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  Daily Almanac
Today's Events | On Horizon | On This Day | Newslink | Notable | Almanac archive

Thursday, June 18, 1998

quote   "For most people around the world, the rights in the Universal Declaration of Human Rights are little more than a paper promise."

-- Pierre Sane, Amnesty International's secretary-general


today's events

  • Nine commemorative U.S. postage stamps considered to be the most classically beautiful examples of stamp engraving are to be reissued.

  • President Clinton meets with French Prime Minister Lionel Jospin in Washington.

  • A parade will be held for the Detroit Red Wings, who won their second NHL Stanley Cup championship in as many years on Tuesday night.

on the horizon

  • On Friday, June 19, jurors in Timothy McVeigh's bombing trial arrive for a visit with bombing victims and survivors in Oklahoma City and tour of the bomb site.

  • On Saturday, June 20, it is World Juggling Day. Participating cities include Cleveland; Portland, Oregon; Sacramento, California; Bedfordshire, England; Cologne, Germany; and the South Pole.

  • On Sunday, June 21, a presidential runoff is scheduled to be held in Bogota, Colombia.

  • On Monday, June 22, the 75th National Marbles Tournament begins in Wildwood, New Jersey.

  • Tuesday, June 23, is the trial date for Christina Marie Riggs, accused of killing her two children. She blames the murders on the trauma she experienced as an emergency nurse in the aftermath of the 1995 Oklahoma City bombing.


Nearly 20 years ago, U.S. President Carter and Soviet President Brezhnev signed the Strategic Arms Limitation Treaty (SALT) 2 Treaty in Vienna, helping to put the brakes on the arms race.

  • It is National Day in the Seychelles.
  • Film critic Roger Ebert is 56.
  • Actress Carol Kane ("Taxi") is 46.
  • Singer and songwriter Paul McCartney is 56.
  • U.S. Sen. John D. Rockefeller is 61.
  • Model and actress Isabella Rossellini ("Cousins") is 46.

on this day

  • In 1155, Frederick I Barbarossa was crowned Holy Roman Emperor by Pope Adrian IV.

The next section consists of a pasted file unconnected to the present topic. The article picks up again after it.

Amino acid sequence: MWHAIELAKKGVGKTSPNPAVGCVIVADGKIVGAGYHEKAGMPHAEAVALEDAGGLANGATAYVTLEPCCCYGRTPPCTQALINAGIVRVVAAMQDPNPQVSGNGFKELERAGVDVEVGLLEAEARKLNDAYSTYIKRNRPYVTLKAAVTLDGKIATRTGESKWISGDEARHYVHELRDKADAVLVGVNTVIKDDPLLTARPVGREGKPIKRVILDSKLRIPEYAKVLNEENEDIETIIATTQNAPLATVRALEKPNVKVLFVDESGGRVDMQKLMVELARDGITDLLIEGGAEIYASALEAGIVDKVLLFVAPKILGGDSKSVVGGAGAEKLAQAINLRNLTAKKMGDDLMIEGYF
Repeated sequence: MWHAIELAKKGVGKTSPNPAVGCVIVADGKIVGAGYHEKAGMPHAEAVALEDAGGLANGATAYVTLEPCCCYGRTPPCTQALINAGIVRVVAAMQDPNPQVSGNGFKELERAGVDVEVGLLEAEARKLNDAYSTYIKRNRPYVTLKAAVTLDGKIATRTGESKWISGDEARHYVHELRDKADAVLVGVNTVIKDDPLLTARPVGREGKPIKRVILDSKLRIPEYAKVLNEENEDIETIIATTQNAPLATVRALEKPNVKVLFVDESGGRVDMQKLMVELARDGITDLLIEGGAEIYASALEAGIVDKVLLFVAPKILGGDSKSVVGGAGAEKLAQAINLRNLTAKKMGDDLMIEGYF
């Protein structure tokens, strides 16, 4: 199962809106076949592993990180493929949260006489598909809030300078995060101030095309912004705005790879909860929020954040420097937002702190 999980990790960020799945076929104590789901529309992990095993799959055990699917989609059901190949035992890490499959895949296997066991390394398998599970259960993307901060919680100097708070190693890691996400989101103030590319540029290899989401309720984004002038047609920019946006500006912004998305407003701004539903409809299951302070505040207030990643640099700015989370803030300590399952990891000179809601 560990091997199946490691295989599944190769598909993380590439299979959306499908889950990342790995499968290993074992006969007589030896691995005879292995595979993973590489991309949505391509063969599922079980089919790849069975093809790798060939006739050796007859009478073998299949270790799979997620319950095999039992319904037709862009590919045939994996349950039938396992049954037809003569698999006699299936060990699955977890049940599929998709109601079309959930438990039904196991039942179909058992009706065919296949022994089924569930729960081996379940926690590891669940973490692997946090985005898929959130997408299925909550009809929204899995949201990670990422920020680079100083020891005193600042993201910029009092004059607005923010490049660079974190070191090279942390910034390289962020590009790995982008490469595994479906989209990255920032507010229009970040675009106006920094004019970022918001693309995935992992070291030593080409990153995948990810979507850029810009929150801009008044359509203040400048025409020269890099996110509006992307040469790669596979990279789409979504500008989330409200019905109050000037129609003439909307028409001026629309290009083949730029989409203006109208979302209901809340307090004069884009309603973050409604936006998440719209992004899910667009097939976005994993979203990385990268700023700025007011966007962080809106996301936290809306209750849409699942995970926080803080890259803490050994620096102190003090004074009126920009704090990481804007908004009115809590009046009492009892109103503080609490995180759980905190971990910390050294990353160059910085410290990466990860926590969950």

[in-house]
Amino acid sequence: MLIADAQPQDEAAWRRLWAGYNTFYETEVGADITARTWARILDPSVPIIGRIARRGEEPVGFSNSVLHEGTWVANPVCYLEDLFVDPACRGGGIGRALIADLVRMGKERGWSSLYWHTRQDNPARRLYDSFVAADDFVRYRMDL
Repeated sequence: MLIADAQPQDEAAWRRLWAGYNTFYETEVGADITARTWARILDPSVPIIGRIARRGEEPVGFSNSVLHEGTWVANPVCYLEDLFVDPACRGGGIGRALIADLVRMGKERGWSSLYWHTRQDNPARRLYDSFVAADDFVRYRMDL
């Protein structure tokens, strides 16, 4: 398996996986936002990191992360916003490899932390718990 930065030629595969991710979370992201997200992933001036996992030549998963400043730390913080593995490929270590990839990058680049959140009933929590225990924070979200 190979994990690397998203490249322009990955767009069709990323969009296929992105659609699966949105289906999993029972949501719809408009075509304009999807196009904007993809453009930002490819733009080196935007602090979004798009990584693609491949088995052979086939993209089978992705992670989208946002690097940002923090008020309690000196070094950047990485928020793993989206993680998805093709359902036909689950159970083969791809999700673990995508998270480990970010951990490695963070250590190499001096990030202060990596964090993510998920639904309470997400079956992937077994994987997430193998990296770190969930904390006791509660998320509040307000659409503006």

• In 1429, the English, retreating after the siege of Orleans, were attacked and defeated by French forces under Joan of Arc and Duc D'Alencon at the battle of Patay.

  • In 1769, Viscount Castlereagh, notable British statesman, was born in Ireland as Robert Stewart. Foreign secretary from 1812, he negotiated the Treaty of Paris and participated strongly at the Congress of Vienna following the end of Napoleon.

  • In 1812, the U.S. Congress approved a declaration of war on Great Britain over trade restrictions.

  • In 1815, Napoleon was defeated at the Battle of Waterloo by a joint British, German and Dutch force under the command of the Duke of Wellington and General Gebhard von Bluecher. Napoleon abdicated on June 22.

  • In 1817, London's Waterloo Bridge over the River Thames opened; it was designed by John Rennie.

  • In 1821, "Der Freischutz," an opera by Carl Maria von Weber, was first performed in Berlin.

  • In 1884, Edouard Daladier, French politician, was born. Three times premier and minister of war, he signed the Munich pact with British Prime Minister Chamberlain which gave Hitler posession of the Sudetenland.

  • In 1915, the second battle of Artois ended in World War I; There were huge losses on both sides.

  • In 1928, Amelia Earhart became the first woman passenger to fly across the Atlantic. She landed near Llanelli in Wales from Newfoundland.

  • In 1942, Paul McCartney of the Beatles was born.

  • In 1953, Egypt was proclaimed a republic with Gen. Neguib as its first president.

  • In 1959, Ethel Barrymore, U.S. actress of stage and screen, died; she was the sister of screen stars Lionel and John Barrymore and appeared with them in the film "Rasputin and the Empress."

  • In 1972, a BEA Trident crashed minutes after takeoff from London Airport, killing all 118 on board.

  • In 1979, U.S. President Carter and Soviet President Brezhnev signed the Strategic Arms Limitation Treaty (SALT) 2 Treaty in Vienna.

  • In 1991, a new Algerian government took office, replacing one sacked on June 5 after fundamentalist unrest.

  • In 1993, Japanese Prime Minister Kiichi Miyazawa lost a crucial no-confidence vote and dissolved parliament to trigger snap elections in July.

  • In 1996, Benjamin Netanyahu was sworn in as Israel's youngest prime minister.

  • In 1996, the U.S. Senate's Whitewater Committee issued a scathing final report accusing President and Mrs. Clinton of a wide range of questionable conduct.

  • In 1997, Sirhan Sirhan, who assassinated presidential candidate Robert Kennedy in 1968, was denied parole for the 10th time.

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